Wrangell currently has no active cases of COVID-19 in the community. As of today, the total case count for the State of Alaska is 25,588 cases. That’s an increase on 4,257 cases from last week. As of today, 573 people have required hospitalization. That includes 60 new hospitalizations over the last week. And as of today, 99 people have died. Three of those deaths have occurred in the last week. For more information, you can visit the COVID-19 data hub here. For local case information and resources, you can visit wrangellcovid19.org.
As of Friday, November 6, the entire state of Alaska reached the high alert level. Community spread is occurring throughout the state. The state of Alaska is encouraging Alaskans to work from home as possible, to limit the number of places you visit during the week, to wear a mask when in the presence of others outside of your household, even when you are six feet apart, to delay unnecessary travel, stay home if you are sick, and keep washing your hands.
In response to the governor’s alert, and in an effort to keep Wrangell schools and businesses open, the Assembly passed a local mask mandate on November 12, requiring all individuals to wear a mask when they are indoors in public settings or communal spaces. The full ordinance can be read at the Wrangell COVID-19 website, or the Wrangell city website.
Masks continue to be available at public buildings around town. The library has masks and children’s and adult sizes, and can be reached by calling 874-3535. The Fire hall also has masks and can be reached at 874-3223. Local businesses are also carrying a variety of masks.
Governor Dunleavy has issued a series of COVID-19 outbreak health orders following the re-issuance of the public health disaster emergency declaration, effective November 16, 2020. The COVID-19 Health mandates issued under the March 11, 2020 disaster declaration are replaced with the COVID-19 outbreak health orders, including four new orders on telehealth and courtesy occupational licenses, virtual meetings and electronic communications for boards, online raffles and prize drawings and interstate travel. The interstate order implements a testing strategy and protocols for individuals traveling from road system communities like Wrangell to communities off the road system.
Starting this week, community asymptomatic testing will be available on Saturday from 11 a.m. to 3 p.m. at the SEARHC clinic parking lot. This is a change from the normal schedule. SEARHC will discontinue the free asymptomatic testing program consortium-wide on December 19, in response to the surge of positive cases within the state and the region. The change in protocols will allow facilities to preserve testing supplies and increase the turnaround time for test results.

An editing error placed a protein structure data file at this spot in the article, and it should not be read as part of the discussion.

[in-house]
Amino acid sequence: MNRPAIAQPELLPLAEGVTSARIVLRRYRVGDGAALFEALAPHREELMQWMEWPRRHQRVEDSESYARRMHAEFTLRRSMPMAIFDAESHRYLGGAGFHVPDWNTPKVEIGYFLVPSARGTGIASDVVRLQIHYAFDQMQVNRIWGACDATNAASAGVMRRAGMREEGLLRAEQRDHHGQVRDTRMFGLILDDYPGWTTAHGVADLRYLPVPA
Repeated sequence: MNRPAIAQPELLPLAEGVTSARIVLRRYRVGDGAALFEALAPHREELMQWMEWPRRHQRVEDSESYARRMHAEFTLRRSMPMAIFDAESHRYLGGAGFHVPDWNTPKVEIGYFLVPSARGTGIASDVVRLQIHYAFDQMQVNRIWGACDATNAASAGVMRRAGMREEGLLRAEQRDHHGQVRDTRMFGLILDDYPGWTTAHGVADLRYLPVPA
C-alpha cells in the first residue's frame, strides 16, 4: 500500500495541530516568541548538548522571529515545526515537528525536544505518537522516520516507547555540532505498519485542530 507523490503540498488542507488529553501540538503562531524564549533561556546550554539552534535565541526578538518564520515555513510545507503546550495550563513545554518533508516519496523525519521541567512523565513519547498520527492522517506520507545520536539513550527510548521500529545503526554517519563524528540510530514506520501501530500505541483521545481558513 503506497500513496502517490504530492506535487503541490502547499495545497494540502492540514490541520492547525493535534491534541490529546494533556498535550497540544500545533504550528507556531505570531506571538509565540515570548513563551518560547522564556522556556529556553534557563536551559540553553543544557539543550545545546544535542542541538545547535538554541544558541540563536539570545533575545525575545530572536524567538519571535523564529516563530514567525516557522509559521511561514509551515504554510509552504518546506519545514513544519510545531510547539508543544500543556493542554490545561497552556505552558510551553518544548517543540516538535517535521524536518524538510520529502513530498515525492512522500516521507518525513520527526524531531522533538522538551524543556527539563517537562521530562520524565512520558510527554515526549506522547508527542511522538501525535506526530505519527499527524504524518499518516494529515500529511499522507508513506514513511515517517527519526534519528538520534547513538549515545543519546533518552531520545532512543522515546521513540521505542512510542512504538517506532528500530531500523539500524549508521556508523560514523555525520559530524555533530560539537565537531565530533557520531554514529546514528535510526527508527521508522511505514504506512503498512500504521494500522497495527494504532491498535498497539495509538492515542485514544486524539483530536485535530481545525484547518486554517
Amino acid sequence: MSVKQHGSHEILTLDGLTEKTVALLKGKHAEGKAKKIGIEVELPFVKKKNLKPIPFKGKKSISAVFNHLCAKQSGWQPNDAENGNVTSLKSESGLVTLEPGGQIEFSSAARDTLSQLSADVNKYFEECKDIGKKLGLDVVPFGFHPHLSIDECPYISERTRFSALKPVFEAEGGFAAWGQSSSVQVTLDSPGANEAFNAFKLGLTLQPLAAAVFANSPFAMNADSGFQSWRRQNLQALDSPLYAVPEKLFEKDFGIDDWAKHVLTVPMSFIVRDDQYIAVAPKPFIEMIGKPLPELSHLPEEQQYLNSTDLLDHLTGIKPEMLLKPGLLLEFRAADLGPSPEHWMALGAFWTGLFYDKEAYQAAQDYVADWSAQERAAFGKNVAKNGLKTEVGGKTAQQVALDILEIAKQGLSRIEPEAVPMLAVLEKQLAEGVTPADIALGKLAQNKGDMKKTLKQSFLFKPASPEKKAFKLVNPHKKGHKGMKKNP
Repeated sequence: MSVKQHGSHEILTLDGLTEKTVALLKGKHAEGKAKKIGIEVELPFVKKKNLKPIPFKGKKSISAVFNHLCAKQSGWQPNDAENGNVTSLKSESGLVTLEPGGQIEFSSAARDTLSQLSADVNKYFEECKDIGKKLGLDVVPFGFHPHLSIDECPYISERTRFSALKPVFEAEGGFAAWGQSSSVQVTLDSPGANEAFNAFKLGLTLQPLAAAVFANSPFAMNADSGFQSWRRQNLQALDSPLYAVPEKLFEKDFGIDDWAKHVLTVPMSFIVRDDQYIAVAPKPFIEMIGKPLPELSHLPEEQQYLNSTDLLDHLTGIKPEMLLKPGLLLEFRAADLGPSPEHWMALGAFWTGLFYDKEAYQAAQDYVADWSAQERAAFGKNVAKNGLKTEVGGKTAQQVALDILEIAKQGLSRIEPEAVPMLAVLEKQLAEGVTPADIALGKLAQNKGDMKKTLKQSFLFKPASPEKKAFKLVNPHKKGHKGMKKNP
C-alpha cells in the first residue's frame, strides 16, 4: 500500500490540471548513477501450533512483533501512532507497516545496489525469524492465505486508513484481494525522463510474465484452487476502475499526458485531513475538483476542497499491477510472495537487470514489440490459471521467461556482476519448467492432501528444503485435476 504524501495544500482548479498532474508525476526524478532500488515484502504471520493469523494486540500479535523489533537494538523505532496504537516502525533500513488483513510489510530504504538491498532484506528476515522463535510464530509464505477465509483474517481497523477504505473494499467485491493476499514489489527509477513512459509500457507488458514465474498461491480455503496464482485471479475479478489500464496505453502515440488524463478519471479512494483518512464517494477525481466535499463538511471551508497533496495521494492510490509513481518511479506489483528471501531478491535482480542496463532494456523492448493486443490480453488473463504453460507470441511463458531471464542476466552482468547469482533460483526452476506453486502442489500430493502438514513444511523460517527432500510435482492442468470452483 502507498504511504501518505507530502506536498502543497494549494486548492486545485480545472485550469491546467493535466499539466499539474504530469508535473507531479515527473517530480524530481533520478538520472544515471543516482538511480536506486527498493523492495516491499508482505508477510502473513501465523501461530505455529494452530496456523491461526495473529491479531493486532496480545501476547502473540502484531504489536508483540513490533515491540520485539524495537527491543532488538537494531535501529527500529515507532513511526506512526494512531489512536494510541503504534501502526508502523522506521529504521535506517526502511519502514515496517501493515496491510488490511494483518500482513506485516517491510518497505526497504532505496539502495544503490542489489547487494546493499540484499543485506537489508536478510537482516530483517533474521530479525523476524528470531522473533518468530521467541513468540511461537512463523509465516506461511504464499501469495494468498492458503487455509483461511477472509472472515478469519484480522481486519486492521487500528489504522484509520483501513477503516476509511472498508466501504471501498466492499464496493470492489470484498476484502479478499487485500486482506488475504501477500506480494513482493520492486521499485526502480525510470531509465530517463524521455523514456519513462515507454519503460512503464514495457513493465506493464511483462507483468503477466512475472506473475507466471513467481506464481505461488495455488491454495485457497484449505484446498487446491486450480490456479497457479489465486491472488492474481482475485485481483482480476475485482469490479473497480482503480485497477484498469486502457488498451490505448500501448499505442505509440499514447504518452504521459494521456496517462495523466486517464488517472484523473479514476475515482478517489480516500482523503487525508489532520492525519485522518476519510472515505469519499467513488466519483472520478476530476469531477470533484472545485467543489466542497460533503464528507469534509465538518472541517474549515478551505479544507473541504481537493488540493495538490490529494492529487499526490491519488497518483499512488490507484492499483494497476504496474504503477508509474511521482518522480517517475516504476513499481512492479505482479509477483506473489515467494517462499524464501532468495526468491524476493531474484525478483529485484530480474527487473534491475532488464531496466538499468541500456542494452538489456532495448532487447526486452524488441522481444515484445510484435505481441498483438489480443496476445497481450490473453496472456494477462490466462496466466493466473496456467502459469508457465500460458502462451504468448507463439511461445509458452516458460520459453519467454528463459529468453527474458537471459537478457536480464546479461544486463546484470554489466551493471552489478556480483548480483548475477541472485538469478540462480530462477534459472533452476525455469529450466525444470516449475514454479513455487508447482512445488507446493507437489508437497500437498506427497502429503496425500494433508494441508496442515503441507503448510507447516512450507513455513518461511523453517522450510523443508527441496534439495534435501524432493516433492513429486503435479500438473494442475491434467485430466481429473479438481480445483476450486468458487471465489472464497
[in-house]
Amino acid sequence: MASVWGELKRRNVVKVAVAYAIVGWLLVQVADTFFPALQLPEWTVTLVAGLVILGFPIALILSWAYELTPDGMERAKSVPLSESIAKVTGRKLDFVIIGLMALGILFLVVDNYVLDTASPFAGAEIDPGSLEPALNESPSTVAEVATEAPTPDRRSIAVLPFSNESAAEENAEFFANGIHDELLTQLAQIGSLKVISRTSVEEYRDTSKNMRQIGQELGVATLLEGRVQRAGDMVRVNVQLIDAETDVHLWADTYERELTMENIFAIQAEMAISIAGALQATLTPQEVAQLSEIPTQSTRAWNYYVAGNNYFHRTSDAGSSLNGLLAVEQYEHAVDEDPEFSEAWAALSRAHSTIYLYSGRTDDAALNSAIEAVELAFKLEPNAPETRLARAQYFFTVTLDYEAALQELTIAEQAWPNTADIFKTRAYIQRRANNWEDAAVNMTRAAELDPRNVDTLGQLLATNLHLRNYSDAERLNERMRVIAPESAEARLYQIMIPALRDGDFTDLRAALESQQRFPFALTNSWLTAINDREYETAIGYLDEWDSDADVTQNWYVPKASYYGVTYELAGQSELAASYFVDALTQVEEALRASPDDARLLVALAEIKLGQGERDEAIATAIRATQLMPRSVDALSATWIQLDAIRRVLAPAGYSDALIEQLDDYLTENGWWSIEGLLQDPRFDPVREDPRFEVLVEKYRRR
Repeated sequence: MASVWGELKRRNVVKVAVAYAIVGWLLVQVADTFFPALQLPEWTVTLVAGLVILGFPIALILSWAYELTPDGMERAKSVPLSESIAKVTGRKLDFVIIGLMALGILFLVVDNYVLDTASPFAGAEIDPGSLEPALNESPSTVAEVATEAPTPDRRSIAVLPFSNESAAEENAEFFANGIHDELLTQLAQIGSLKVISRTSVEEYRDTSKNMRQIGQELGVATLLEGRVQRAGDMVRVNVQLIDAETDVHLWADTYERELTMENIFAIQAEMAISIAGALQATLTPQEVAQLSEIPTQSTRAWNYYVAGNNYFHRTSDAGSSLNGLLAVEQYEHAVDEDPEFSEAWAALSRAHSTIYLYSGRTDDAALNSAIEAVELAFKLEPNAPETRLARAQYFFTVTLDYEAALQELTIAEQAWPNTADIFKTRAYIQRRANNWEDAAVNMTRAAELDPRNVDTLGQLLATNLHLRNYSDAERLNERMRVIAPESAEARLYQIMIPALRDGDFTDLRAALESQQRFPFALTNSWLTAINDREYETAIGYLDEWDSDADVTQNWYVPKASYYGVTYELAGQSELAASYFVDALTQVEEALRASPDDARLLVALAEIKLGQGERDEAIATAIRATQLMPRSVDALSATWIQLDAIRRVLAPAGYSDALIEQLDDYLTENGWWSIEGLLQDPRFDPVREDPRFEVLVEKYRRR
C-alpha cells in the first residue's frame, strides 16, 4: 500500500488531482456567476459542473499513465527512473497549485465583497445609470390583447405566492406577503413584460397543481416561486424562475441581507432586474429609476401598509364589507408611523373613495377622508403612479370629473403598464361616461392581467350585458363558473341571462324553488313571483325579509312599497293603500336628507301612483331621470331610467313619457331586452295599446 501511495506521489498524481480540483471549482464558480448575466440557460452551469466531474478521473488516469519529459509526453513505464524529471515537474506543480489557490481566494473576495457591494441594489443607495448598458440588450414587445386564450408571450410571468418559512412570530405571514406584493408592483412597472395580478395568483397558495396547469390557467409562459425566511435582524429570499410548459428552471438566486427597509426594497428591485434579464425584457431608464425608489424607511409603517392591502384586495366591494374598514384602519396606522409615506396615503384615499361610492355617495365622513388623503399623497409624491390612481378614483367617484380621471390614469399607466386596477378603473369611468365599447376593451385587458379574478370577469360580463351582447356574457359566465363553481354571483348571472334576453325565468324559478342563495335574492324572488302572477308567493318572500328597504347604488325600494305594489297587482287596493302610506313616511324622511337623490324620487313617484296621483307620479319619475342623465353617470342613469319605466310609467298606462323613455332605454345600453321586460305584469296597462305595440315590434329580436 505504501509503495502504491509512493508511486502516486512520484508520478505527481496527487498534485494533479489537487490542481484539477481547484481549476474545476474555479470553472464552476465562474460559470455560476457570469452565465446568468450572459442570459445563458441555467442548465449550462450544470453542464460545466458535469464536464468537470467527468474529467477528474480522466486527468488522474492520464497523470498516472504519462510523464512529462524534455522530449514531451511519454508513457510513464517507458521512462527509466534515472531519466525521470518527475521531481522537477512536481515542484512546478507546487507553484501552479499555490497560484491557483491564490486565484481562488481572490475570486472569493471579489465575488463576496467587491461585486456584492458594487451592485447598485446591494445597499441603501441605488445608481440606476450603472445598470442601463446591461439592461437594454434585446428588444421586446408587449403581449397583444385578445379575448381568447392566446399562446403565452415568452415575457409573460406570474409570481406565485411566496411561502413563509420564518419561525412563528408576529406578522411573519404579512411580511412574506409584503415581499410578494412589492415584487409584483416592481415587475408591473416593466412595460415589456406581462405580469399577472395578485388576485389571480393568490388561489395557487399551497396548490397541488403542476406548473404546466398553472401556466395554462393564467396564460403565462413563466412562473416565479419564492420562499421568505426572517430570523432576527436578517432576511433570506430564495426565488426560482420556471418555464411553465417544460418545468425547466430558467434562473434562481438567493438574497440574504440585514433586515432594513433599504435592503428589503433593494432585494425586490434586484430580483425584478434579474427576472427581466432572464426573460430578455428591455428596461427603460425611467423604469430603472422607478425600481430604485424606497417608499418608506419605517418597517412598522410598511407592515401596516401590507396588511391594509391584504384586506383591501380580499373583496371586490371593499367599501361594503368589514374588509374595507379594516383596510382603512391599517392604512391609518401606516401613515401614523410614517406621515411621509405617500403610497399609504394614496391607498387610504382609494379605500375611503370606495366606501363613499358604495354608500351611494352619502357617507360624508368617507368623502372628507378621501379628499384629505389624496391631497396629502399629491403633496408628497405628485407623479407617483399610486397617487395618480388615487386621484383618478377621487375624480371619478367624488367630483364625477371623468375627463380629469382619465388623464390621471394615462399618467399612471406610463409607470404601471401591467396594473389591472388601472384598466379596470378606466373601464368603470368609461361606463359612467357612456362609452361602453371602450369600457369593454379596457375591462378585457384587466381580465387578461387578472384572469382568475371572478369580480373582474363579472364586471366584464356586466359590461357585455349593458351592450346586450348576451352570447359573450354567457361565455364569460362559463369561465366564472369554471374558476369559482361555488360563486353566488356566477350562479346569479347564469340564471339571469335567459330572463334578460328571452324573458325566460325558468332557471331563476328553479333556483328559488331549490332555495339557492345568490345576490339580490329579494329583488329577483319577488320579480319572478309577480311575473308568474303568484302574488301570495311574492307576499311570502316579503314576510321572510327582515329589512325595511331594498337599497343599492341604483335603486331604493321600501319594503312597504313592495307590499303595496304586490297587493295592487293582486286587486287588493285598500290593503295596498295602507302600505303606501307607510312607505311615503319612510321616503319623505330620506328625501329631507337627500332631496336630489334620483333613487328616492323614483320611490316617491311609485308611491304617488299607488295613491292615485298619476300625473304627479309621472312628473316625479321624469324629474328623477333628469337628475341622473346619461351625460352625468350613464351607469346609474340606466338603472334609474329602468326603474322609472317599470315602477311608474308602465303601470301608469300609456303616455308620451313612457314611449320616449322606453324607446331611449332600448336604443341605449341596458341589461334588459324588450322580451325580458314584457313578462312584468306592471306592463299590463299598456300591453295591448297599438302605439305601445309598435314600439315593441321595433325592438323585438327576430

The EOC has received some inquiries about data. Some may notice that there have been some differences in the total case count that is reported out by the state, by SEARHC, and by the Wrangell EOC. SEARHC numbers represent the number of positive cases that tested through a SEARHC facility. The numbers reported by the Wrangell EOC includes all cases that have been officially reported to the EOC by Public Health. The Alaska resident count reported by the state includes Alaska residents who test positive, regardless of where they were at the time they took the test. The state also reports out non-residents who have tested positive while in Alaska.
In order to prevent duplicate reporting across the nation, a person who tests positive is officially counted within the state that they reside in for the majority of the year. There may be instances when someone that has been out of state for quite some time, tests positive, and upon further investigation by the section of epidemiology, is determined to be a resident of Wrangell. At that point, they would be added to the Alaska count and also to the local community count. Since the beginning of cases showing up in Alaska, there has been an ongoing effort to rectify these inter-jurisdictional situations.
The state is also removing the active and recovered case counts from the data hub to prevent inaccurate or outdated information from being reported. Info about recovery is not reported to the Section of Epidemiology, and staffing capacity limits their ability to follow up with health care providers around the state in order to verify the recovery status of each person. Their priority is to maintain the most accurate count of confirmed daily cases. According to the CDC, most cases would be considered active for 10 days or for 20 days in instances of severe illness. Communities can use their area’s onset epidemiology curve from the dashboard and assume that cases are likely recovered 10 days after onset.
If you’re looking for guidance on holiday planning during COVID, Google-search ‘CDC holiday planning’ and you will find resources on how to protect yourself from getting or spreading COVID during the holiday season.